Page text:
The pickup is enclosed in a tonewood casing and is extremely compact and light. It uses the string tension to attach itself to the tie-bar on the bridge. In simple words, you loosen the guitar strings, place the pickup under the guitar strings and tune the guitar to tighten the strings.

The NG-1 stays in place and can be readjusted if you change tunings or change the strings. It features a completely detachable cable. It means you can leave it on when you are not playing the guitar. It will not change the unplugged tone or cause additional wear and tear on the strings.

The downside is the lack of knobs (control panel) to sculpt your tone. You need to access the control panel of the amp to make adjustments. Or, you can invest in a preamplification unit, which will add to the cost of the rig.

I recommend the KNA NG-1 pickup to amateurs and hobbyists who want to amplify a nylon guitar without breaking the bank. It does not have the versatility or quality for studio recordings or stage use. You may be able to play in café or small venues using the NG-1. But it is best used as a cost-effective, easy-to-install, and beginner-friendly classical guitar pickup.

Buyer Guide: How to Choose the Best Pickup for a Classical Guitar?

Classical guitar pickups are not the same as acoustic steel-string guitar pickups. You can use them interchangeably, but classical pickups are 'voiced' differently. There is a significant difference in the sound. Here are some things to keep in mind when you buy top quality classical guitar pickups:

Installation and Operation

Ensure that the process is simple if you plan to install the pickup yourself. Many guitar players prefer not to cut or drill holes in the wood of their instrument to fit the pickup. This is especially true for premium guitars where woods play a major role in the tone.

Secondly, ensure that the pickup (if mounted in the soundhole) doesn't interfere with your playing style. The ones in this round-up are sleek and slim. Lastly, check if you have easy access to knobs so that you can alter your tone easily while performing or recording.

Sound and Component Quality

Cost-effective music equipment uses cheaper quality components to keep costs down. If you need a pickup for stage or studio applications, ensure that you invest in a reliable and high-quality pickup. Top-drawer components will reproduce the natural sound of your instrument without tone coloration.

They are also capable of capturing projection and retaining the character at louder volumes. Cheaper pickups tend to squash the sound, making your classical guitar sound boxy and over-compressed. Construction quality is also critical as it will determine the durability and longevity of the design.

Value and Price

You can find pickups for classical guitars between $50 to $300. The price is proportional to the quality, electronics, and output. Beginners won't benefit from a complex pickup 'system' if they just need one for amplification while practicing at home. In the same way, semi-professional or up-and-coming musicians should invest in a high-end pickup because it will play a critical role in their plugged-in tone while performing.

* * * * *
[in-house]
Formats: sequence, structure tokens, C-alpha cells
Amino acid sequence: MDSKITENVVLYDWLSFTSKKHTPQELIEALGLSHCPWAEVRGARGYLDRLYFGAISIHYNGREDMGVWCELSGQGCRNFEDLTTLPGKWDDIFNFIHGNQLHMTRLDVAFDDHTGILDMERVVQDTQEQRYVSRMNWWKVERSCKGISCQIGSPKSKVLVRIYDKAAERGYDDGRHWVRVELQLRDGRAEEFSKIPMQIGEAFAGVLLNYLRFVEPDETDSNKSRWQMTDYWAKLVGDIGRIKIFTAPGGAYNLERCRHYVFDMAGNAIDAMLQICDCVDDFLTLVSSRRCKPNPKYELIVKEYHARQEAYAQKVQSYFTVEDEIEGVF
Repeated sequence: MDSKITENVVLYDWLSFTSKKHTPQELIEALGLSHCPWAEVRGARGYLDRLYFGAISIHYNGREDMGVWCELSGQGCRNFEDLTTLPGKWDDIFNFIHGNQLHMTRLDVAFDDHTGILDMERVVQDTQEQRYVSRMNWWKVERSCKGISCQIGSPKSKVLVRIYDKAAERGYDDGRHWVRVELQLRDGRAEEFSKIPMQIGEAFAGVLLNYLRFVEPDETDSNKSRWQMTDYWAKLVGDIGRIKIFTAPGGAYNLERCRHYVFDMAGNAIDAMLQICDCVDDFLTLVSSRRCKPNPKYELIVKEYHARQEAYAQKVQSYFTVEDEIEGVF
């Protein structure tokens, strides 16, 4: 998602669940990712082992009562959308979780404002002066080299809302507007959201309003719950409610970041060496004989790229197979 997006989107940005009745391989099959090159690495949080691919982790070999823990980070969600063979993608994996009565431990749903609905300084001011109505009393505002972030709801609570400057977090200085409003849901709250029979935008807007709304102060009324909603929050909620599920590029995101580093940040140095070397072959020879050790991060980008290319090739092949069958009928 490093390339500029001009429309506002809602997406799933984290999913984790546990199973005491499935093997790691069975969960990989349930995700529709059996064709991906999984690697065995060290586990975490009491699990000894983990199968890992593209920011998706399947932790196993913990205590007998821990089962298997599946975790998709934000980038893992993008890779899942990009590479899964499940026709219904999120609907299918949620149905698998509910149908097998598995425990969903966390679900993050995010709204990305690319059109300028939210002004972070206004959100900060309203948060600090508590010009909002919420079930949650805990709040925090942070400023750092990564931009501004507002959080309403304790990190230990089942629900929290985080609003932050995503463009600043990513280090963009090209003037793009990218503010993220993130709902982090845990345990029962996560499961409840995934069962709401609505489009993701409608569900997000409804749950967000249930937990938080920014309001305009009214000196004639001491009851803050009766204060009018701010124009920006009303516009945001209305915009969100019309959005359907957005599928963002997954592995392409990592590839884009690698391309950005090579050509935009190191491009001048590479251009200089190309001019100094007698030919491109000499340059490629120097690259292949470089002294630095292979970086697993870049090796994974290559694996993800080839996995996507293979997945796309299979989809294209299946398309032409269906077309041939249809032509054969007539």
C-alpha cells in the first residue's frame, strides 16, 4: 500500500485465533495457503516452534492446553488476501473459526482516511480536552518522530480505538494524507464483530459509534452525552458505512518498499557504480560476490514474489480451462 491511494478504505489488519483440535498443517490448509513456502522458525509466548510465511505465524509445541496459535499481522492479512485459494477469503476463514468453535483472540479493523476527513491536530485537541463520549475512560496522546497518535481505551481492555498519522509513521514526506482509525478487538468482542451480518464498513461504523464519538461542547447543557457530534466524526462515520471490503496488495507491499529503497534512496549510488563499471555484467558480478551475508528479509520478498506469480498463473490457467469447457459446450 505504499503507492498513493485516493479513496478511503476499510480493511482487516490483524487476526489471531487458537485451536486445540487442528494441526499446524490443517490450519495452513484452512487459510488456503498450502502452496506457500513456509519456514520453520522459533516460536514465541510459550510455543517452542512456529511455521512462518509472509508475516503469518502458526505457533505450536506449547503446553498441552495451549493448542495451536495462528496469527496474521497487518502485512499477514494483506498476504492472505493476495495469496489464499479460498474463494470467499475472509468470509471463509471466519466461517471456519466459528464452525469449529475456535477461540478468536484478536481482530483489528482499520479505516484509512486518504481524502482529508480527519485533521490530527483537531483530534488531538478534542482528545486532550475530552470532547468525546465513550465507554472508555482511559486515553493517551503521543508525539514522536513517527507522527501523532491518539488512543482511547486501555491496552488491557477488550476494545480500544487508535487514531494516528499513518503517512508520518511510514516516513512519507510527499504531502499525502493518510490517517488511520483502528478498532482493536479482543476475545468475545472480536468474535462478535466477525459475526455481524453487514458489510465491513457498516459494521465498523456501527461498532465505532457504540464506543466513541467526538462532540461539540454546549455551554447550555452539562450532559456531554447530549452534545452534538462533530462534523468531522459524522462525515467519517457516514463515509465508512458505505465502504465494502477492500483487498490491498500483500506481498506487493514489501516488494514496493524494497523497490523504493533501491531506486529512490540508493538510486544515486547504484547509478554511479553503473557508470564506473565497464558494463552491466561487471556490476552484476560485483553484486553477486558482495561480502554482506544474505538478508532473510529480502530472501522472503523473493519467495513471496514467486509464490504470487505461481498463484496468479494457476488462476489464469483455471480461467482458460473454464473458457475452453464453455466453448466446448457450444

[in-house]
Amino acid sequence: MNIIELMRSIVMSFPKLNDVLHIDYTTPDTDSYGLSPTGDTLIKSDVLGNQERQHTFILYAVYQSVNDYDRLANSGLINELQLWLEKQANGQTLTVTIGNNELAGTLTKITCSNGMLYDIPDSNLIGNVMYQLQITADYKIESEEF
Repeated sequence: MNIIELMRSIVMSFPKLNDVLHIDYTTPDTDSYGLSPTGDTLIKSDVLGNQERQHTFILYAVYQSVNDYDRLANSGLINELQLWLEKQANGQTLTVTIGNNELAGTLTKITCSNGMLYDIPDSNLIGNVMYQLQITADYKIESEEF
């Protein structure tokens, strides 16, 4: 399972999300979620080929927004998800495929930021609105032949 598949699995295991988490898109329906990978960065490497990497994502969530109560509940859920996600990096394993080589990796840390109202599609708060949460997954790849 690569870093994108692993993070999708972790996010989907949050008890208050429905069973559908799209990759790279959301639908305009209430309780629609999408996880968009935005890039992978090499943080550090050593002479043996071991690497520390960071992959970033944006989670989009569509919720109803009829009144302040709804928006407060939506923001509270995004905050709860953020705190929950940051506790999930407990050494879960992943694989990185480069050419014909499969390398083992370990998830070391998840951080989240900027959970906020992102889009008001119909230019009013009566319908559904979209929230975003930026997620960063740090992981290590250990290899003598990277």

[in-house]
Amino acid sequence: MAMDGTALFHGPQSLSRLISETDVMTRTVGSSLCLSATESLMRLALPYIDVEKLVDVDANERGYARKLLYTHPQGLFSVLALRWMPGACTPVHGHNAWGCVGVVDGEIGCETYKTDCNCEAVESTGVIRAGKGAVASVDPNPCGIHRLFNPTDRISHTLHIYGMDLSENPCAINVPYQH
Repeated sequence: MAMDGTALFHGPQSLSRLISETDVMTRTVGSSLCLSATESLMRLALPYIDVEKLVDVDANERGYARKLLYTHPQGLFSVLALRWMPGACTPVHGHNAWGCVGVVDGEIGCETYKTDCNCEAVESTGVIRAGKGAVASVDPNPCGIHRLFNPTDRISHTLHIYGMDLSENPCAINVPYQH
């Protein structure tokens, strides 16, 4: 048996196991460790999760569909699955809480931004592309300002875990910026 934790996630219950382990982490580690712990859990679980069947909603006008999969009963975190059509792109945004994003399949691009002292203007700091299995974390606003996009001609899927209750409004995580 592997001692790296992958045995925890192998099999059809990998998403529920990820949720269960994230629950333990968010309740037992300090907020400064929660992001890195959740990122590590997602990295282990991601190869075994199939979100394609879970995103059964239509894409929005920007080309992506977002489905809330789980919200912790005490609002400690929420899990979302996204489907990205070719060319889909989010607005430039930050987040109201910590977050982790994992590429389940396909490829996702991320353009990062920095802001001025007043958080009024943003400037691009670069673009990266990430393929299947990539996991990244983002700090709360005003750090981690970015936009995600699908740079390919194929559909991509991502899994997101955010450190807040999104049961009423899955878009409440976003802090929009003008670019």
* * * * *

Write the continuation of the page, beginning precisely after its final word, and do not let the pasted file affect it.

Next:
Premium vs. Entry-level Classical Guitar Pickups

The truth is that all entry-level classical guitar pickups sound the same. Yes, I said it. That’s a truth we all must accept either by the wisdom of others or through bitter experience. Cost-effective pickups have too little depth and add color that is very hard to dial out.

I'll go one step further and square up with you. If you get cheap classical guitar pickups, expect a direct signal with one-trick flavoring. In simple words, it will help you amplify a classical guitar – more volume. Will it sound life-like or jaw-dropping? I highly doubt it.

That’s the bottleneck when it comes to classical guitar pickups. They will squeeze or squash the tone of your instrument. That's why it's crucial to get a high-quality pickup. That’s why I have avoided many more "budget" options in this selection.

Seymour Duncan, LR Baggs, K & K, and others may cost more, but you also get what you pay for in this case. As for goose-mics, they refer to a tiny microphone mounted on the guitar. The problem with microphones is that they lead to too much feedback.

You can make it work in the studio because of the soundproofing and top-notch equipment. But it's may not be the most practical solution for live performance if you have no control over the environment and venue. The feedback will drive you up a wall in poorly designed sonic spaces.

Among the given choices, I recommend the best you can afford as a semi-pro or gigging musician. Conversely, you could accept the limitations and make peace with the fact that some boxy-ness is inherent to the task of amplifying nylon-string instruments.

In Conclusion

The choices in our selection vary in uses and cost, so you should find something in the list that is in tune with your needs. The delicate and earthy nylon-string sounds are hard to capture for most pickups. There will be some loss of warmth compared to mic’d recordings in the studio. My objective was to acquaint you with the best you can buy for the money, and I hope you will be able to achieve that through this post.